Cultural Practices for Root-Knot and Root-Lesion Nematode Suppression in Vegetable Crop Rotations
Growers of vegetable crops in the mid-Atlantic have typically used nematicides to control root knot nematodes (RKN) and root-lesion nematodes. The loss of many nematicides from the market due to environmental concerns and constraints of use, such as the length of the period when crops cannot be planted following application for currently labeled fumigant nematicides, have focused attention on the development of alternative methods for managing plant parasitic nematodes.
This publication discusses the use of non-host crops, sorghum sudangrass and castor bean grown as cover crops, RKN-resistant crops, and the application of poultry litter (PL) and PL compost to manage RKN and root-lesion nematode. These methods can be used in vegetable production systems to reduce build-up of nematodes over time, to lengthen the interval between nematicide applications and to provide a non-chemical management approach for organic growers.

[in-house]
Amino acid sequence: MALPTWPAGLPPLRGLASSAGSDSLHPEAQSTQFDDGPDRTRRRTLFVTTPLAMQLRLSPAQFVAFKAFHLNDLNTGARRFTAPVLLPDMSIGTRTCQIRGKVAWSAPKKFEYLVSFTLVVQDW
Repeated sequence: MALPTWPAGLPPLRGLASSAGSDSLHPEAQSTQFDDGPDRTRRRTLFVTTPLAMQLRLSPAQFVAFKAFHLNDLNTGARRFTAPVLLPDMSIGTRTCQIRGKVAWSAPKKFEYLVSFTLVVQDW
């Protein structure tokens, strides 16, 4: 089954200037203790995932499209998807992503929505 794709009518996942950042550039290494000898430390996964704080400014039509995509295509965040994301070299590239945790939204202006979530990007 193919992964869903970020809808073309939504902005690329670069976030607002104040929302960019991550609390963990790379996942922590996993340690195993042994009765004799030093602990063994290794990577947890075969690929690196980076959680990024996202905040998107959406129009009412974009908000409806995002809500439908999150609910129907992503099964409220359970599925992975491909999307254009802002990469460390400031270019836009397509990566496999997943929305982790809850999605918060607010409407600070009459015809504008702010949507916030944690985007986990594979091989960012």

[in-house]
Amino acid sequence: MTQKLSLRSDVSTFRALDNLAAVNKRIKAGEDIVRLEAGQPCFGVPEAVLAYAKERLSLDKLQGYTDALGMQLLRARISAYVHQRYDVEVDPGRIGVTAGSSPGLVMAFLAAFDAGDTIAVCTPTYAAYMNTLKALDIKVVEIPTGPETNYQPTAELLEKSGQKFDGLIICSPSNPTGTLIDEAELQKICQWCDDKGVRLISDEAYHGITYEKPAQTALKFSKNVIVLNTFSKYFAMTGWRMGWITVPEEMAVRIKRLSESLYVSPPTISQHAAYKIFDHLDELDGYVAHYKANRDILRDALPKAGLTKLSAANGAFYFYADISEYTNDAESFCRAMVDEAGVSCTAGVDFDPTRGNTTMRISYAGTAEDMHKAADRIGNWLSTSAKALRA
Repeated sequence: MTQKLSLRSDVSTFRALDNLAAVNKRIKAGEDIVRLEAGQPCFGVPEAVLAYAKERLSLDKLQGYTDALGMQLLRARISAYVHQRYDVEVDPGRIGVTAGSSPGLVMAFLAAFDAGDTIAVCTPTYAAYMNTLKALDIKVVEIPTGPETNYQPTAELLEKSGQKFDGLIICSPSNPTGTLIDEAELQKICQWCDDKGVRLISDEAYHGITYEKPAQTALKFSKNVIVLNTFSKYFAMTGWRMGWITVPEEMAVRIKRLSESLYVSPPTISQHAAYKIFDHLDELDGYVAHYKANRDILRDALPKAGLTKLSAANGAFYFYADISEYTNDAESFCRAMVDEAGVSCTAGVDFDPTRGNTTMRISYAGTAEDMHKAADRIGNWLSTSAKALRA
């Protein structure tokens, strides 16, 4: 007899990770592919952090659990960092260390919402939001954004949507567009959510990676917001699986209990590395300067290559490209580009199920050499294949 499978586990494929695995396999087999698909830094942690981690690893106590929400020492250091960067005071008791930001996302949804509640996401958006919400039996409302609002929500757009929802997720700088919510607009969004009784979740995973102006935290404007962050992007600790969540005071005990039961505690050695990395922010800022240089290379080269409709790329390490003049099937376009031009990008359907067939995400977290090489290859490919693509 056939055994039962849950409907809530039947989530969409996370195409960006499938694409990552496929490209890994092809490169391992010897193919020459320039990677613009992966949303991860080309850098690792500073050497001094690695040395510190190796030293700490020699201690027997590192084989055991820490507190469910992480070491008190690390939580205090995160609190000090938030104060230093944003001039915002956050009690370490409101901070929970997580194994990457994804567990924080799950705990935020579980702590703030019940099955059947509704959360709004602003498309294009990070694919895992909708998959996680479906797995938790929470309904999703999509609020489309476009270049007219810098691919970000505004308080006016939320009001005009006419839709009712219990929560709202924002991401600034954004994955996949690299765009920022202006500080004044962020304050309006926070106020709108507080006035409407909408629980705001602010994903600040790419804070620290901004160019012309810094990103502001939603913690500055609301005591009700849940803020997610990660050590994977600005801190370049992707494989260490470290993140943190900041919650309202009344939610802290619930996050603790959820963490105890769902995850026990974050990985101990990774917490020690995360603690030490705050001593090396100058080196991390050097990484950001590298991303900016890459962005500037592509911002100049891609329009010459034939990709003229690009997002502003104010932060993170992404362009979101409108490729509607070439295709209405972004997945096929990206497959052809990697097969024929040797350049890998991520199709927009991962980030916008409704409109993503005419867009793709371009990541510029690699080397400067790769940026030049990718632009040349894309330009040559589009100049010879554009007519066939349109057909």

Geographic Adaptability: The cultural practices described in this publication were evaluated for nematode control in field and small plot studies in Maryland. The practices described in this fact sheet should be effective in mid-Atlantic vegetable crop production systems where the southern root-knot nematode is the most important root-knot species and where growing season and crop rotations are similar to Maryland’s Eastern Shore.
Want more information? See the related SARE grant(s) LNE00-131, Development and Evaluation of Management Alternatives for Root Knot Nematodes and Volunteer Potatoes.
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